Lidia Yuknavitch Takes Us from the Outside In

With the stories in Verge, the Oregon-based author finds common ground between beauty and brutality.

In Verge, her first collection of short stories, novelist and memoirist Lidia Yuknavitch charts a territory marked by resilience and a sense of exile.
In Verge, her first collection of short stories, novelist and memoirist Lidia Yuknavitch charts a territory marked by resilience and a sense of exile.

Lidia Yuknavitch is known for placing those we don’t see or choose not to see at the center of her work. In novels such as The Book of Joan and The Small Backs of Children and her memoir, The Chronology of Water, she gives life and agency to characters who struggle on the fringes, suffering and occasionally thriving; the Oregon-based author writes about people and situations that would otherwise be absent from literature, just as they are marginalized in life. In her first collection of short fiction, Verge, Yuknavitch continues to uncover possibilities where we might least expect to find them. You’ll be wholly unsurprised that her favorite color is blood.

The stories in Verge interrogate the spaces between beauty and violence, especially “The Organ Runner” and “Second Language.”
In “The Organ Runner,” parts of the girl’s body have been dislocated and relocated. Her hand doesn’t work the way other people’s hands work, and she lives inside an economy of underground organ markets in a country ravaged by old wars and patriarchal power structures. Yet this girl retains a passion for the bodies of primates, real and imagined, and the bodies of other girls. The girl in “Second Language” is dislocated from her home into an economy of girl bodies bought and sold on the American market. I am…trying to scratch at the idea that girl bodies and women bodies have untapped energies worthy of deep exploration. I see resourcefulness and creative energy as real places…radical change at the site of the body.

In “Second Language,” one character says: “Well, at least my body has meaning.… Value signifies meaning, right?” These stories complicate the idea of “body worth.”
Most of the characters in Verge are trapped inside a story of capitalism, patriarchy, or the cult of binary meaning-making that codes some bodies as more valuable than others. Why are we assigning economic values to human bodies in the first place? Why are we brutalizing some bodies and populations to sustain others? Why are we locked inside stories of power and money? What if we asked what our “worth” was to the planet and collective existence, including plants and animals?

These questions are part of a conversation that has gone on for a very long time, including but not limited to indigenous theory and practice, feminist, Marxist, environmental, and queer theory and practice. Those conversations have mostly taken place in academia and other privileged realms. It would be thrilling if these conversations were raising the roof in living rooms and kitchens and bedrooms and bathrooms. I write books because there is at least a chance that stories in someone’s hands might help us talk about the things that matter.… I still believe art is a language that can speak to anyone anywhere and create radical change.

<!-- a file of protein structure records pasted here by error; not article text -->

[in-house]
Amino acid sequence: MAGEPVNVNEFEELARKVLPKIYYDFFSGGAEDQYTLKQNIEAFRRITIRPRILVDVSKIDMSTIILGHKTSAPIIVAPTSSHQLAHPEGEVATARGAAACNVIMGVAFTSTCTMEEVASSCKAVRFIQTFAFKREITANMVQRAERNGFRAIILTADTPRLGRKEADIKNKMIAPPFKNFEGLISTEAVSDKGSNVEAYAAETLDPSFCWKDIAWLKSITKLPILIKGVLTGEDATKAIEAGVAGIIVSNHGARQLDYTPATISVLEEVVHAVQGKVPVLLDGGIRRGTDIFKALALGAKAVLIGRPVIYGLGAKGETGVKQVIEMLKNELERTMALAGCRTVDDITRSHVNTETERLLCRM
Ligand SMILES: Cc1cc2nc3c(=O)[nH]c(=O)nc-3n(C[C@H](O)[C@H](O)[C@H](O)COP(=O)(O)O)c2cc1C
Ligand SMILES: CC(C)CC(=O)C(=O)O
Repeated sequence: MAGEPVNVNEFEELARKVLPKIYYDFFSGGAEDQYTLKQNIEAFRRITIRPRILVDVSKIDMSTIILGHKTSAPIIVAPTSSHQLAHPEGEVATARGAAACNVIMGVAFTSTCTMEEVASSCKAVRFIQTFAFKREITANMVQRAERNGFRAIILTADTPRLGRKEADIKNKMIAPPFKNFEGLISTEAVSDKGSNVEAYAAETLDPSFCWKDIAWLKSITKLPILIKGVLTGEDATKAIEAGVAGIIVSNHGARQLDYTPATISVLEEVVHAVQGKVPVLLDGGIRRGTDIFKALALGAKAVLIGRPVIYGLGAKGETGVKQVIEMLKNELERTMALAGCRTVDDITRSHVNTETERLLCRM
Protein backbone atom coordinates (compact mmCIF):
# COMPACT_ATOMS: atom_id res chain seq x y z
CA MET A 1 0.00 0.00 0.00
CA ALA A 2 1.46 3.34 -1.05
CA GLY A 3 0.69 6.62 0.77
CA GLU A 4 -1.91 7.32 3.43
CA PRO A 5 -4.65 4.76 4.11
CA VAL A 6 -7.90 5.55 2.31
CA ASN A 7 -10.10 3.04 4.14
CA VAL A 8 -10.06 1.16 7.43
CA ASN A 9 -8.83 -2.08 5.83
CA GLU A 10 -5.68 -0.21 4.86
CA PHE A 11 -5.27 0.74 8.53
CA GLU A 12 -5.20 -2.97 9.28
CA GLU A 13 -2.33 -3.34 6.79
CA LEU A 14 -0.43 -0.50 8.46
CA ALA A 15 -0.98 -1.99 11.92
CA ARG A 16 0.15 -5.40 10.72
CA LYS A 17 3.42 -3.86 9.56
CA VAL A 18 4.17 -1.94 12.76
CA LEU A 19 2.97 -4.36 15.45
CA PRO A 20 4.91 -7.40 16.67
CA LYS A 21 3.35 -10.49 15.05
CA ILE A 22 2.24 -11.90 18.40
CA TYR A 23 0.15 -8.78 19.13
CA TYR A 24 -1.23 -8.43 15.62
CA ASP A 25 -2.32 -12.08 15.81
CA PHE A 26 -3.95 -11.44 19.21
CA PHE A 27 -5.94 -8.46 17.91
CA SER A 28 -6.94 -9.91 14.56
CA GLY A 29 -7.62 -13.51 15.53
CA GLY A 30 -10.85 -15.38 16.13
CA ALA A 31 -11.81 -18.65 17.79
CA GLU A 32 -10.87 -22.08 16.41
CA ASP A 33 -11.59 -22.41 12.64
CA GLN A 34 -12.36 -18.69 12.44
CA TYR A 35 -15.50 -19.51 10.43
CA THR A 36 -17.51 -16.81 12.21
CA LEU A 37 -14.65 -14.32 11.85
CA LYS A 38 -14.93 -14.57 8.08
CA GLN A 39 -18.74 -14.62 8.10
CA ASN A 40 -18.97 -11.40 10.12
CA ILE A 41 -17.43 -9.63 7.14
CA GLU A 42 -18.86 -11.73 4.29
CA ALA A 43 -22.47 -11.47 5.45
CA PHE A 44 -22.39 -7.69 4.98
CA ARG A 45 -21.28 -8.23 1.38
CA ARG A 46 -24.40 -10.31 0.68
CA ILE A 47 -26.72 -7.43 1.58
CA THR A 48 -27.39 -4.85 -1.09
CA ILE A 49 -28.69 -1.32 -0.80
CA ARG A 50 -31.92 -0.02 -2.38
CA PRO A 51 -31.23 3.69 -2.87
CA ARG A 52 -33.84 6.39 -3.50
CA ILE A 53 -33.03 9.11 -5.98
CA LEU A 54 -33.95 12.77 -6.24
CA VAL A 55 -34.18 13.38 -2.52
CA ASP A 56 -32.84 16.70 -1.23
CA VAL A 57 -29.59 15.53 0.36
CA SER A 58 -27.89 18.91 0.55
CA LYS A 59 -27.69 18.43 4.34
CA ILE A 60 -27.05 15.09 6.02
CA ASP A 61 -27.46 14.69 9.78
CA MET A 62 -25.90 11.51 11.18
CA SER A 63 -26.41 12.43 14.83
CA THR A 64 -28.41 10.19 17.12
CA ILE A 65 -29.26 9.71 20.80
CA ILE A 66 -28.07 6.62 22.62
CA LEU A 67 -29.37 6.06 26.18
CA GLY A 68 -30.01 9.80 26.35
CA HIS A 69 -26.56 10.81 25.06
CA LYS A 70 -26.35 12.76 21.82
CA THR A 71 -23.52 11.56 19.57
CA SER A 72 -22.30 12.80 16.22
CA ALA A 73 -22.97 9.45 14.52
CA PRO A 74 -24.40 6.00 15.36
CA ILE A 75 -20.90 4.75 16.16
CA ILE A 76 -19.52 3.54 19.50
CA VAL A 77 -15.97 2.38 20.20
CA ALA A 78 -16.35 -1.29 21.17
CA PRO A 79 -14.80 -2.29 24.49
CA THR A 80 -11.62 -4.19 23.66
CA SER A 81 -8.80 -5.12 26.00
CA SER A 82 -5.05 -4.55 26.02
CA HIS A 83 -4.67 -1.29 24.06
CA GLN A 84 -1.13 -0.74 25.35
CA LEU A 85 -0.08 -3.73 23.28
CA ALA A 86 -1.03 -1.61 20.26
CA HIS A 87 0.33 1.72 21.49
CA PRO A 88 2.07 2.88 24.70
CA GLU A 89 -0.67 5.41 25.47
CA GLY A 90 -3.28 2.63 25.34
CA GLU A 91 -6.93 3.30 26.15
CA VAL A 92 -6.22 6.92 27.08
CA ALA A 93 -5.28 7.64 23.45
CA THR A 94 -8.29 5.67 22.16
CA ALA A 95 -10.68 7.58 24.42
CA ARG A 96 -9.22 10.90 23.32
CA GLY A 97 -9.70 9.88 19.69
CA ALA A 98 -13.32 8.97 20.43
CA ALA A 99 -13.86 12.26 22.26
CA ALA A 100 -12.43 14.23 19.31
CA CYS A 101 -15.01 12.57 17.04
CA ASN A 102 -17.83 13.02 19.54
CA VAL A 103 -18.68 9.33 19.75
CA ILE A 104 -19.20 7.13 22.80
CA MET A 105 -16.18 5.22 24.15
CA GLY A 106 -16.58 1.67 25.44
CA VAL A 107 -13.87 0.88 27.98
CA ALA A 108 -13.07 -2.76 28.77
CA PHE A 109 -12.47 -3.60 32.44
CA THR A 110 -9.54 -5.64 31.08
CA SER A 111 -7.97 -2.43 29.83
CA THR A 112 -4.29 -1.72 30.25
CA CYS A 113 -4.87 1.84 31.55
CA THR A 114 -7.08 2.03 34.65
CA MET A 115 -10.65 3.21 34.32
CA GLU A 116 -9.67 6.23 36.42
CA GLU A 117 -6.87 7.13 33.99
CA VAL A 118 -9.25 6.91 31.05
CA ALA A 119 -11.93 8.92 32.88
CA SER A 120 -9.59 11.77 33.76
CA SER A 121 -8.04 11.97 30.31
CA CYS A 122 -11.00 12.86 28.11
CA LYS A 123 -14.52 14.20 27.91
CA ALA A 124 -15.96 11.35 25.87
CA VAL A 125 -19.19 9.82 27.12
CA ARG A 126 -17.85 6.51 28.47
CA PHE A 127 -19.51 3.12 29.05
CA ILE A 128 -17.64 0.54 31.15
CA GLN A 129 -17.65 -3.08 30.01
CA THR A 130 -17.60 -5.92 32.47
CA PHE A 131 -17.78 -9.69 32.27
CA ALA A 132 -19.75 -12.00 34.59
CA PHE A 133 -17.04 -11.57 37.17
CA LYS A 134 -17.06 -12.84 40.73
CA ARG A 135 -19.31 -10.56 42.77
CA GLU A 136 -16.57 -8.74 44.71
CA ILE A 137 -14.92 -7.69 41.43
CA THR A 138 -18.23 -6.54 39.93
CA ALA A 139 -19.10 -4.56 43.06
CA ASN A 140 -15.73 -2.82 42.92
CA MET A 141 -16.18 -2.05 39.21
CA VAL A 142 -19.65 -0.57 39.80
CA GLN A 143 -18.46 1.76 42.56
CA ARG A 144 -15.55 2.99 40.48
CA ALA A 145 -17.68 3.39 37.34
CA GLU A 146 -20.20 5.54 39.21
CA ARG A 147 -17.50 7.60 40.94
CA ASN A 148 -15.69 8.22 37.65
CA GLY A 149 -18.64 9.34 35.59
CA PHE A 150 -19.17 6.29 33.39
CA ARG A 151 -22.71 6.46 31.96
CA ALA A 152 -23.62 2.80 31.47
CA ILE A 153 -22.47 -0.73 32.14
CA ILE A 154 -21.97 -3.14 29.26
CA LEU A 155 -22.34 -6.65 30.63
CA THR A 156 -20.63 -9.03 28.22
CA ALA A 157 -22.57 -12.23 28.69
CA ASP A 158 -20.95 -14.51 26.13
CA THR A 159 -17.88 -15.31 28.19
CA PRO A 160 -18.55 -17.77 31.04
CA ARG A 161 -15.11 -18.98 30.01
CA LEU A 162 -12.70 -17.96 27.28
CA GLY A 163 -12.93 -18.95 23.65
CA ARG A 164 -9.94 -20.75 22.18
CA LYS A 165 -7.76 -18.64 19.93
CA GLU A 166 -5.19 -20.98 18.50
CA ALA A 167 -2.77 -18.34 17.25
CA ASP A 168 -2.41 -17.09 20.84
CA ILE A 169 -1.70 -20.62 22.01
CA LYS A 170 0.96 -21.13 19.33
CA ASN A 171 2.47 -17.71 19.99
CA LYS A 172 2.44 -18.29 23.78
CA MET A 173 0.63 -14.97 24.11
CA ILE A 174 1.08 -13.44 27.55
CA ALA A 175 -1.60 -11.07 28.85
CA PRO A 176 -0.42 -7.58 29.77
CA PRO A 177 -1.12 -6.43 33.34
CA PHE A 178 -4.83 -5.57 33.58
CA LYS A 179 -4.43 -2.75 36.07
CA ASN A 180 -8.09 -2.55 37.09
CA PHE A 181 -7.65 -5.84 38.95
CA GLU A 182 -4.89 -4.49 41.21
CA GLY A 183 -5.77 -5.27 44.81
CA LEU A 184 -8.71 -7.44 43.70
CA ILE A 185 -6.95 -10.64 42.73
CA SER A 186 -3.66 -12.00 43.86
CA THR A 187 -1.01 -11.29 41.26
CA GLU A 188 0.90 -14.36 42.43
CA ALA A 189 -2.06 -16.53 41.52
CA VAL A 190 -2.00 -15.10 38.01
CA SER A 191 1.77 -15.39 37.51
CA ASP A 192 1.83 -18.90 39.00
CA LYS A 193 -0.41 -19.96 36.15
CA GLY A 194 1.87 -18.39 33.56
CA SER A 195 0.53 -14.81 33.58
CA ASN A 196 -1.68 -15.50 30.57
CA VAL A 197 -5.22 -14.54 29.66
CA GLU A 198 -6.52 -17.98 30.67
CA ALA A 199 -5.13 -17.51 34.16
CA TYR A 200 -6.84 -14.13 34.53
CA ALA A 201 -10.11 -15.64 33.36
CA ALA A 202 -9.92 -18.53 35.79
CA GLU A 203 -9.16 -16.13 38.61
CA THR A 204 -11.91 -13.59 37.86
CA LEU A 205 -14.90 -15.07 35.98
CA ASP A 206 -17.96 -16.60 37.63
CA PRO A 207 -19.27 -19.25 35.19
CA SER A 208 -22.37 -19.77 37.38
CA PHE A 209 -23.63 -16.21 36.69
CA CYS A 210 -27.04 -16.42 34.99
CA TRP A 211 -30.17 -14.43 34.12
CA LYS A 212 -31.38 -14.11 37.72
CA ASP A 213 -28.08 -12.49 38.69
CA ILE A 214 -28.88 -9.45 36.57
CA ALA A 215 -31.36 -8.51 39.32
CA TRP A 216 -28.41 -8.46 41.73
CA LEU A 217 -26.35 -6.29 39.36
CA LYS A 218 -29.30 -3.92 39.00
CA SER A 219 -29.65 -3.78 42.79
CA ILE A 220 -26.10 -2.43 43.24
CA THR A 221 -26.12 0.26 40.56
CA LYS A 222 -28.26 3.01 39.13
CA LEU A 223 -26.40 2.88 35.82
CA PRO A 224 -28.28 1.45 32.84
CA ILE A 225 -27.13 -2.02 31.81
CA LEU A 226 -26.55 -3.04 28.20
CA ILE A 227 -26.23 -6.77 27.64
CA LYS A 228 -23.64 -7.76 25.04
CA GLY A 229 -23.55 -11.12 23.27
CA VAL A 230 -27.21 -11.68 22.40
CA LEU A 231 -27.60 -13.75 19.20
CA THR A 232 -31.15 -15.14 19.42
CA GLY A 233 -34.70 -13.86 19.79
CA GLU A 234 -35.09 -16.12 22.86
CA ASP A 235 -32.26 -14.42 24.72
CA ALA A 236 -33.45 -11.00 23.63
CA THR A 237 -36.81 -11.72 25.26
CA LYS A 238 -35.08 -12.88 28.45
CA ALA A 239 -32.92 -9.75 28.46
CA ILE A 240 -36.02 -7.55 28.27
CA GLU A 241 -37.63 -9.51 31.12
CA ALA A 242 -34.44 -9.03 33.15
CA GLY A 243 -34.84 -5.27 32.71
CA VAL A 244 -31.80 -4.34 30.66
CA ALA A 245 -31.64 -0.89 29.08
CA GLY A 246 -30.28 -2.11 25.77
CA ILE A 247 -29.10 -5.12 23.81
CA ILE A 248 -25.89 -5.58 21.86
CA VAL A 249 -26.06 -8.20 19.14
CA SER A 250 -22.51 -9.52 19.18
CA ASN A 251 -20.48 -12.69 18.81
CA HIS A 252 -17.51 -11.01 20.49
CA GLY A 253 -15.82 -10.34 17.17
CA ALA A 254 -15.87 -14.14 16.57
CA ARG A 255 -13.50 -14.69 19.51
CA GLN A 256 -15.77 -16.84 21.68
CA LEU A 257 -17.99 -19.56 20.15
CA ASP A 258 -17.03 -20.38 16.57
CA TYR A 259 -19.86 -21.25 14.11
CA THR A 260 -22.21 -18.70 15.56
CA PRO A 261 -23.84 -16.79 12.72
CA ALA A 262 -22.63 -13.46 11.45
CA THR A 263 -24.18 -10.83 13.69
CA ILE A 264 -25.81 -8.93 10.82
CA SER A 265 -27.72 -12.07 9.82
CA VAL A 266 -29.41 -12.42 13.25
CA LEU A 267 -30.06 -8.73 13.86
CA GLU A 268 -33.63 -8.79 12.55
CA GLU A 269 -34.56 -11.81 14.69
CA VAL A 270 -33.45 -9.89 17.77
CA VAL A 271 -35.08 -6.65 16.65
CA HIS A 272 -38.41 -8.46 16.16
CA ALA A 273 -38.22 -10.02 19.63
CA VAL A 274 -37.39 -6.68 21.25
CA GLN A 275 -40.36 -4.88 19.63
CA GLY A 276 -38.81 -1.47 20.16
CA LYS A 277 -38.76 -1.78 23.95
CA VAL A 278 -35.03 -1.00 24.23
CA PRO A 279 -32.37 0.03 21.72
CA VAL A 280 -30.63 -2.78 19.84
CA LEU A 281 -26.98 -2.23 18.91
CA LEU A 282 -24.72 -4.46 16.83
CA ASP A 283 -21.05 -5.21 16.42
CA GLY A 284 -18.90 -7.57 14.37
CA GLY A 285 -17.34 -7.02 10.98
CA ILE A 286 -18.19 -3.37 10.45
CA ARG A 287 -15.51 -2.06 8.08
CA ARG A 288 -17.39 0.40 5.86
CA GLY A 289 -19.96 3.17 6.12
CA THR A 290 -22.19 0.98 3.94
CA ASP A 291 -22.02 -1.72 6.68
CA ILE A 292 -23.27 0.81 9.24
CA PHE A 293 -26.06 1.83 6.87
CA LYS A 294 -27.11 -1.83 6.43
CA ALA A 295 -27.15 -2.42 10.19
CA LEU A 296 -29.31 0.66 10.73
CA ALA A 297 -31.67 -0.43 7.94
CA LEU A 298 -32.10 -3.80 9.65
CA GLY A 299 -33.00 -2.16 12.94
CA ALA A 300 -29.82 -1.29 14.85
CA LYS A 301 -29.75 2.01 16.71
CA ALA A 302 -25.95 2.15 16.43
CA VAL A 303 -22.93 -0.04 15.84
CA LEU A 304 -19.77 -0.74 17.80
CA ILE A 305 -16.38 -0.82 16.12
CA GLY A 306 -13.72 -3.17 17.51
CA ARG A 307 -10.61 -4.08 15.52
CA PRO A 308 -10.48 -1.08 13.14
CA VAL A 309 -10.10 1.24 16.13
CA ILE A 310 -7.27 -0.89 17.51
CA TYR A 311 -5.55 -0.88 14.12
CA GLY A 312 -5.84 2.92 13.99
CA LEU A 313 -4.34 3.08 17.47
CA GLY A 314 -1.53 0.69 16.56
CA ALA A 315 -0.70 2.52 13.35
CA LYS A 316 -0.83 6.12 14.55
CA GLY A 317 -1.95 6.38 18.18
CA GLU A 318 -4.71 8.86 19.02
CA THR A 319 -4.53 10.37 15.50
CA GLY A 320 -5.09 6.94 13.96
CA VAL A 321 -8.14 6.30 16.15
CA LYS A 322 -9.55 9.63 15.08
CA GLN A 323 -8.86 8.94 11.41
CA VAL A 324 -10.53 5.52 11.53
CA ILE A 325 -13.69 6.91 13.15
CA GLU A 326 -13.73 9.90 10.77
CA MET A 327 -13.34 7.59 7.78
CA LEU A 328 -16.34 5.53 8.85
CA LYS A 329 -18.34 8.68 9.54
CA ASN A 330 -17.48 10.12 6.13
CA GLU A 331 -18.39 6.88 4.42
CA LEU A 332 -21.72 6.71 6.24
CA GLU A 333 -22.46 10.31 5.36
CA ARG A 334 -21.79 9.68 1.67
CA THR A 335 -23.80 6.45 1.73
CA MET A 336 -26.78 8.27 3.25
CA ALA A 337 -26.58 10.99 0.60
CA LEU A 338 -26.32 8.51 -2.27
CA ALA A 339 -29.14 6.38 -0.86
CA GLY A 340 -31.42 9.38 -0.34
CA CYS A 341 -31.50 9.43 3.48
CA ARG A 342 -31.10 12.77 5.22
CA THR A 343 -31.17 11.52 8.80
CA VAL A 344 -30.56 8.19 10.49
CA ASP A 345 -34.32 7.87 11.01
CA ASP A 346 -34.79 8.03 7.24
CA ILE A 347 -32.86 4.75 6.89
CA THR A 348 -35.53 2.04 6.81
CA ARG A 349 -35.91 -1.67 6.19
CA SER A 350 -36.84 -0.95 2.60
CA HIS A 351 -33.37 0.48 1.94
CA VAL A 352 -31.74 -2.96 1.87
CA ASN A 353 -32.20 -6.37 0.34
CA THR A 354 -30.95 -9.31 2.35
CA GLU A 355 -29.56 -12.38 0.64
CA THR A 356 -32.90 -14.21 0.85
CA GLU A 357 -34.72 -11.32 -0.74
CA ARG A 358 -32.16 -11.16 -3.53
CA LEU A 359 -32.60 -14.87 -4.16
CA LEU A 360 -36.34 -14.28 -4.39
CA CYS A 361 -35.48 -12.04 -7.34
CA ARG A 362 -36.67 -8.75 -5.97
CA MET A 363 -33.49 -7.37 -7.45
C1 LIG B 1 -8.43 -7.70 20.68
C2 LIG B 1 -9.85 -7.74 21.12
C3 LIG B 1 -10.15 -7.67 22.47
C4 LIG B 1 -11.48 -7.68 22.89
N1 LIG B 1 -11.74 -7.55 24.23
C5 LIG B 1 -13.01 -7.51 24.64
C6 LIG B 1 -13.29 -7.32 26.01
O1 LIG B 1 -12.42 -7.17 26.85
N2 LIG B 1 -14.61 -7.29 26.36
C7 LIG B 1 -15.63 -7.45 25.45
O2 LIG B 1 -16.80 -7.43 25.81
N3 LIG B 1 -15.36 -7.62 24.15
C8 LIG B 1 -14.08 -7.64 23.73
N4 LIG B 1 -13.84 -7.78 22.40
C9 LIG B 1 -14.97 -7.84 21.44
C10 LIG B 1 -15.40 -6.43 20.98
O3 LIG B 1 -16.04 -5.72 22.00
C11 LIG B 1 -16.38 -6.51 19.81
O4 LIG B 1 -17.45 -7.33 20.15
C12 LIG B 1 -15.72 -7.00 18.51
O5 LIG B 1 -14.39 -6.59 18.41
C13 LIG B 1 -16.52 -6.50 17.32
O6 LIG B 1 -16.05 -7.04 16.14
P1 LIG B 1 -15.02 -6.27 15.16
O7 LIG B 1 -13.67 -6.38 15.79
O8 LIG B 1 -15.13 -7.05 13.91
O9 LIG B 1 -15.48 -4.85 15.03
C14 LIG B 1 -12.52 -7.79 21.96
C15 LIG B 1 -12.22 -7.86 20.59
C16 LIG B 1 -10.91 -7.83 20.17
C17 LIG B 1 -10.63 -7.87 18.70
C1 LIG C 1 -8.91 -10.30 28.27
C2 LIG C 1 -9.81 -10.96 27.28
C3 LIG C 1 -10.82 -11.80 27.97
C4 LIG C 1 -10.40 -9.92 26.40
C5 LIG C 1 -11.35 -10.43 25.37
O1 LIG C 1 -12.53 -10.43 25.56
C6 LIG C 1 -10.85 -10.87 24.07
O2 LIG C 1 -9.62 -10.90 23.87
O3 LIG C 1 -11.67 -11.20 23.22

You talk about story as currency. How do you think story operates in our current climate?
I think storytelling is a real energy, not just a symbolic thing (although it is that, too). Storytelling is like an electrical current—a piece of matter and energy. Just like we are, just like everything in the universe, just like what I think love could be if we dislocated it from the stories we’ve been told and relocated it. Art and storytelling work against the grain of cultural forces meant to keep us clean and proper and sleepy and “fake safe.” Art happens to you. If it’s doing its job, it shakes you to your core. That discomfort is tantamount to the choice to fight for life.

Resilience is often considered a synonym for strength, but this is incorrect.
The characters I want to plant inside literature are the misfits and outcasts whose social positionality means their strength doesn’t look like other people’s. The story of their resilience does not make them “transcend” material conditions. A refugee in a boat escaping a war-torn country doesn’t give a shit anymore about social rules and laws. They want to save their children. A person living underneath an overpass finds life even as their culture tries so very hard to kill them. A body at the edge of crisis is in a liminal space where social codes and rules and laws fall to pieces. In some ways, these are the strongest bodies and beings on the planet, because they show the world how to survive inside the conditions meant to destroy them.

You write about people in exile—from the world, from their families, from themselves. How do you avoid fetishizing these characters, allowing them to preserve the dignity of their own choices, no matter the result?
It’s a very important question you ask—about avoiding fetishizing the struggles of others, or falling into the bootstrap myths or hero’s journey transcendence tropes. I am trying with my whole body to write characters who do not transcend jack shit, because that mythology is ludicrous and dangerous. The characters will not show us how to overcome ourselves. They are meant to illuminate briefly how we might live with ourselves and each other, alongside one another, even inside the chaos. Beauty and brutality are always right next to each other. I’m trying to write about the real place in between them, where possibility still exists.


• By Lidia Yuknavitch
• Riverhead Books, 208 pages, $26

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